Computer with threat alert
Industries: Technology

Cyber risk continues to be a major concern for businesses of all kinds. According to Forbes, global cybercrime damage costs are expected to grow by 15% per year over the next two years, reaching USD $10.5 trillion annually by 2025. And it’s not just a problem in the United States. According to Statista, 72.7% of all organizations globally fell prey to a ransomware attack in 2023. These statistics serve as a sobering reminder that implementing a strong cybersecurity governance plan is critical to protecting investors and customers from the downside risk and damage a data breach can cause. This is especially important for technology companies, which continue to be a prime target for cyberattacks.  

According to Sophos, one in two organizations in the IT, technology and telecommunications industries dealt with ransomware attacks between January 2022 and March 2023. Recent ransomware targets in the IT, technology and telecoms sector include Taiwan-based PC manufacturer Acer, which received one of the largest ransom demands on record at the time (USD $50 million) from the REvil gang. But it’s not just the major tech players who are at risk. Managed Service Providers (MSPs) are also ransomware targets. For example, the owner of ITRMS, a small MSP based in Riverside, Calif., has described fielding multiple such attacks over the years, against both his own firm and his clients. 

There is some good news in the tech sector: According to a recent report from S&P Global, corporate boards are increasingly taking responsibility for cybersecurity, with the tech sector ranking highest among all industries in this regard.

The importance of cybersecurity governance for technology companies 

If you’re a technology company planning to reassess your cybersecurity policies this year, governance will be critical to your success. With a robust cybersecurity governance process in place, a company is better prepared to effectively mitigate risks, address threats, and meet regulatory and compliance responsibilities.  

Cybersecurity governance means that the board and management understand the cybersecurity program, are involved in decisions, and actively participate in risk acceptance, mitigation or transfer. According to a CSO Online article, governance, risk and compliance must be integrated with cybersecurity. “CISOs are already blending technical with business considerations to manage cybersecurity within their organizations; integrating GRC means adopting broader responsibilities and a risk-based approach,” the article states.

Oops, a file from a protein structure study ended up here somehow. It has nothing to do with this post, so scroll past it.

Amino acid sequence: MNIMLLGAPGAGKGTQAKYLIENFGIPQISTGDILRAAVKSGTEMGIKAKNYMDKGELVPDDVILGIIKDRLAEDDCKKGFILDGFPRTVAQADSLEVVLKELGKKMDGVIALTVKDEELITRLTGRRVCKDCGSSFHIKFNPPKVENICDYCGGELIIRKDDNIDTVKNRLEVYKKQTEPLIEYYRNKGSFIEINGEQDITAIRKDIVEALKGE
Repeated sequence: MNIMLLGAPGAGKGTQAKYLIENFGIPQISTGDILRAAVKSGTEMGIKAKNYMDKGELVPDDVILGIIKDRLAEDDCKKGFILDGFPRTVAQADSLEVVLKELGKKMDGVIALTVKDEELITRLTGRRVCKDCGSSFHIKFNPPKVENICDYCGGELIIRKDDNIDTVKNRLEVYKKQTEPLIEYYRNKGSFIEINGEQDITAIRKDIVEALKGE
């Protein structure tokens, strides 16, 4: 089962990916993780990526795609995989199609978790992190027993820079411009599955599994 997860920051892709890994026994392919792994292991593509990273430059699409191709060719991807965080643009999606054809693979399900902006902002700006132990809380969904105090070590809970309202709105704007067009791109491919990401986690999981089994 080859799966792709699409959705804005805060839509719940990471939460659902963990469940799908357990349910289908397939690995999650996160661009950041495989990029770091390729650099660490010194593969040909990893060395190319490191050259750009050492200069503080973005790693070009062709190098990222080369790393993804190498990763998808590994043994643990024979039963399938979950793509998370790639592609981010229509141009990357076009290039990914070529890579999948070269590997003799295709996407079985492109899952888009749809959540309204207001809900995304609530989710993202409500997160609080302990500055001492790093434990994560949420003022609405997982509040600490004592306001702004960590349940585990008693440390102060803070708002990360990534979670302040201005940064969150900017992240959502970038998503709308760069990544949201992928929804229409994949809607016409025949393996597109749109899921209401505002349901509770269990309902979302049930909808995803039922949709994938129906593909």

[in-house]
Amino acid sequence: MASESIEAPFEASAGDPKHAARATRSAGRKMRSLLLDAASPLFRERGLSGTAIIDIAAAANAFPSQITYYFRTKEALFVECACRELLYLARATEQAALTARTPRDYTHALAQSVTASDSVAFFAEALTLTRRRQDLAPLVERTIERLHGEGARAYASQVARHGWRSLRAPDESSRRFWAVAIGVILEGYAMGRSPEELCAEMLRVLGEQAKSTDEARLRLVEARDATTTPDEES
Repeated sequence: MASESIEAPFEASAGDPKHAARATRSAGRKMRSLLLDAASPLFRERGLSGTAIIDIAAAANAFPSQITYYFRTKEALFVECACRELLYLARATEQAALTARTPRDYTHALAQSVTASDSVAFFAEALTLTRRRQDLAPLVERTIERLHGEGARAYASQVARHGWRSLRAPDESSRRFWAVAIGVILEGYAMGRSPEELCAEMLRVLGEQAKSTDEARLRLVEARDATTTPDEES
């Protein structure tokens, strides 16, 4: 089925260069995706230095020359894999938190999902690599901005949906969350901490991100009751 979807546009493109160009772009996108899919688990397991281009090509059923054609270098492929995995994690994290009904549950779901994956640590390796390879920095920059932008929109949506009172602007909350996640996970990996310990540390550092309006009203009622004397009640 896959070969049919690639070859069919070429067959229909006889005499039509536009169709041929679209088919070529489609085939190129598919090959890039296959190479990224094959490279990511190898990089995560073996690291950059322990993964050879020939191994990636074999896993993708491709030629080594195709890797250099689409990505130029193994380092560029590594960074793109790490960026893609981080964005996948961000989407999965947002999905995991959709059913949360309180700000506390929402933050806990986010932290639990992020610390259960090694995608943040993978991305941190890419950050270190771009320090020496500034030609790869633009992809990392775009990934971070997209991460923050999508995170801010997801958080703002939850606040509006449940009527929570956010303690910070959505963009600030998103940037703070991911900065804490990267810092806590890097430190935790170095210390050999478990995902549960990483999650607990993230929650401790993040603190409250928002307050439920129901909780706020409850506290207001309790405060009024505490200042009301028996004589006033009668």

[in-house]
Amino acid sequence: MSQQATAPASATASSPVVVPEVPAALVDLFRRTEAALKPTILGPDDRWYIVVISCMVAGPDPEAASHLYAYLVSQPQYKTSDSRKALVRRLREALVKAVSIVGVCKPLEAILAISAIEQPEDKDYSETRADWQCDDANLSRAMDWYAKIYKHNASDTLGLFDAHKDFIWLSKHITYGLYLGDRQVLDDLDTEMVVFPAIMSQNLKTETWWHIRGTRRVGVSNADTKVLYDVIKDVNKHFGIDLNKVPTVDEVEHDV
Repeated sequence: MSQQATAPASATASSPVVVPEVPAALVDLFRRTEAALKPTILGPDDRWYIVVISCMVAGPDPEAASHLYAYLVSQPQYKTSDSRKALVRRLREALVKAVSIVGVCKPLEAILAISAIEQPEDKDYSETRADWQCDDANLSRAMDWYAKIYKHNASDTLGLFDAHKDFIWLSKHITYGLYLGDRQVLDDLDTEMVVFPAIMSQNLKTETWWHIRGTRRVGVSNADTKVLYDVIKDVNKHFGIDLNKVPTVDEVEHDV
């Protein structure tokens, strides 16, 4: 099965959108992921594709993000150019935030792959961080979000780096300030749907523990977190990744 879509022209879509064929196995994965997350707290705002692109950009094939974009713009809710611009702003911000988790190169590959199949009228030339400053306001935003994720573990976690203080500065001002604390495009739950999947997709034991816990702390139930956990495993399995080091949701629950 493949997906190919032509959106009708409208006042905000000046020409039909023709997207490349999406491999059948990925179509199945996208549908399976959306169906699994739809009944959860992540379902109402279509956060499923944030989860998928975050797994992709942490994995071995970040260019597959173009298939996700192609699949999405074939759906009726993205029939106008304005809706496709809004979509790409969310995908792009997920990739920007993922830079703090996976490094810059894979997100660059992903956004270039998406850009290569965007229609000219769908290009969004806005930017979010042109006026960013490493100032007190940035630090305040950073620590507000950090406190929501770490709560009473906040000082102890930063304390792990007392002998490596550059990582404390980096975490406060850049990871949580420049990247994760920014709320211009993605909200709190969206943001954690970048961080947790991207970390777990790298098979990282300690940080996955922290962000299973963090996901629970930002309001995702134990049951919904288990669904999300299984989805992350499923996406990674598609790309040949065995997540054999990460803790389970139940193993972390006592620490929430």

Cybersecurity governance rests on three fundamental pillars: What are you doing? Is it enough? How do you know? Let’s take a closer look at these pillars and what they mean.  

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The three pillars of cybersecurity governance for technology companies 

What are you doing?

First, you should fully understand the cybersecurity governance plan and model you currently have in place. That means you should:

  • Apprehend the data you’re collecting and how you’re collecting it. 
  • Ensure you store the minimum amount of data you need to run your company. 
  • Understand regulatory compliance obligations. 

Is it enough? 

Your cybersecurity governance plan should constantly evaluate risk and ensure you are comfortable with that risk over time. Suppose you determine that your residual risk is too high. In that case, it may be time to make additional investments in security and controls to reduce or transfer that risk, such as investing in cybersecurity insurance. Some things to consider include: 

  • Do you understand your risks? 
  • Are you meeting compliance obligations? 
  • Do you have controls in place to ensure only certain people have access to and can modify specific data? 
  • Do you have redundancy, backup, recovery and resiliency plans? 

How do you know? 

Knowing you are prepared is about having the right monitoring processes and a clear understanding of how you would react to various cybersecurity events. Ask yourself:  

  • Do you have appropriate monitoring to detect a cyber breach should one occur, and has a third party validated that it functions as intended? 
  • If an attack succeeds, do you have established processes in place to help you recover? 

Start building a cybersecurity governance plan today  

BPM offers Cybersecurity Assessment Services, including penetration testing and incident assessment support. Our independent team evaluates your company to identify your information security weaknesses. We help you understand where threat actors are most likely to strike. Then, we work with you to build a methodology to manage cybersecurity risk and develop risk-prioritized recommendations and controls. This allows you to respond to and monitor an attack should the worst occur.  

If it’s been a while since your technology company has evaluated its cybersecurity governance plan, contact us to help ensure you are ready to handle whatever cybersecurity threat might come your way.

Contact us today to get started.


Nick Steiner

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